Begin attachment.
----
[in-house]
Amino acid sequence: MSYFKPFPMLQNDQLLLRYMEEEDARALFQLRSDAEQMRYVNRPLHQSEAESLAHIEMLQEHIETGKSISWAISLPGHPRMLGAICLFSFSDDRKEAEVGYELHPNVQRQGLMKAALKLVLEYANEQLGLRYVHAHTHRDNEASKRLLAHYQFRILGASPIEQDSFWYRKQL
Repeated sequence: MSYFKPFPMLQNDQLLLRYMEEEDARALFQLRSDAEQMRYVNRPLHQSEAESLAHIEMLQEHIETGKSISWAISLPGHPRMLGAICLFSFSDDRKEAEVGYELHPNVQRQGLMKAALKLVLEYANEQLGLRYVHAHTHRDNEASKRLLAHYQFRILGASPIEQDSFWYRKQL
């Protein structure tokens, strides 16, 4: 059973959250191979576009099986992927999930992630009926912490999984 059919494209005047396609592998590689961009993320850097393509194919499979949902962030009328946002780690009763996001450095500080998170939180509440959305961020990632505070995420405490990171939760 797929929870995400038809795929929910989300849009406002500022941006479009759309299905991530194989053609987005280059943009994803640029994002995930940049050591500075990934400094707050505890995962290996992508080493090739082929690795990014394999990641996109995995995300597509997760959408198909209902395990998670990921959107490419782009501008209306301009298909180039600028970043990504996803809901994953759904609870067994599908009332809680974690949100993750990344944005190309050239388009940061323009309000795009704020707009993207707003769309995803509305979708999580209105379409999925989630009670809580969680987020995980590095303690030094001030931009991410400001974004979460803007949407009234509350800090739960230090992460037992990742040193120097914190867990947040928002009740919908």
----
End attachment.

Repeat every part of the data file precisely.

[in-house]
Amino acid sequence: MSYFKPFPMLQNDQLLLRYMEEEDARALFQLRSDAEQMRYVNRPLHQSEAESLAHIEMLQEHIETGKSISWAISLPGHPRMLGAICLFSFSDDRKEAEVGYELHPNVQRQGLMKAALKLVLEYANEQLGLRYVHAHTHRDNEASKRLLAHYQFRILGASPIEQDSFWYRKQL
Repeated sequence: MSYFKPFPMLQNDQLLLRYMEEEDARALFQLRSDAEQMRYVNRPLHQSEAESLAHIEMLQEHIETGKSISWAISLPGHPRMLGAICLFSFSDDRKEAEVGYELHPNVQRQGLMKAALKLVLEYANEQLGLRYVHAHTHRDNEASKRLLAHYQFRILGASPIEQDSFWYRKQL
């Protein structure tokens, strides 16, 4: 059973959250191979576009099986992927999930992630009926912490999984 059919494209005047396609592998590689961009993320850097393509194919499979949902962030009328946002780690009763996001450095500080998170939180509440959305961020990632505070995420405490990171939760 797929929870995400038809795929929910989300849009406002500022941006479009759309299905991530194989053609987005280059943009994803640029994002995930940049050591500075990934400094707050505890995962290996992508080493090739082929690795990014394999990641996109995995995300597509997760959408198909209902395990998670990921959107490419782009501008209306301009298909180039600028970043990504996803809901994953759904609870067994599908009332809680974690949100993750990344944005190309050239388009940061323009309000795009704020707009993207707003769309995803509305979708999580209105379409999925989630009670809580969680987020995980590095303690030094001030931009991410400001974004979460803007949407009234509350800090739960230090992460037992990742040193120097914190867990947040928002009740919908």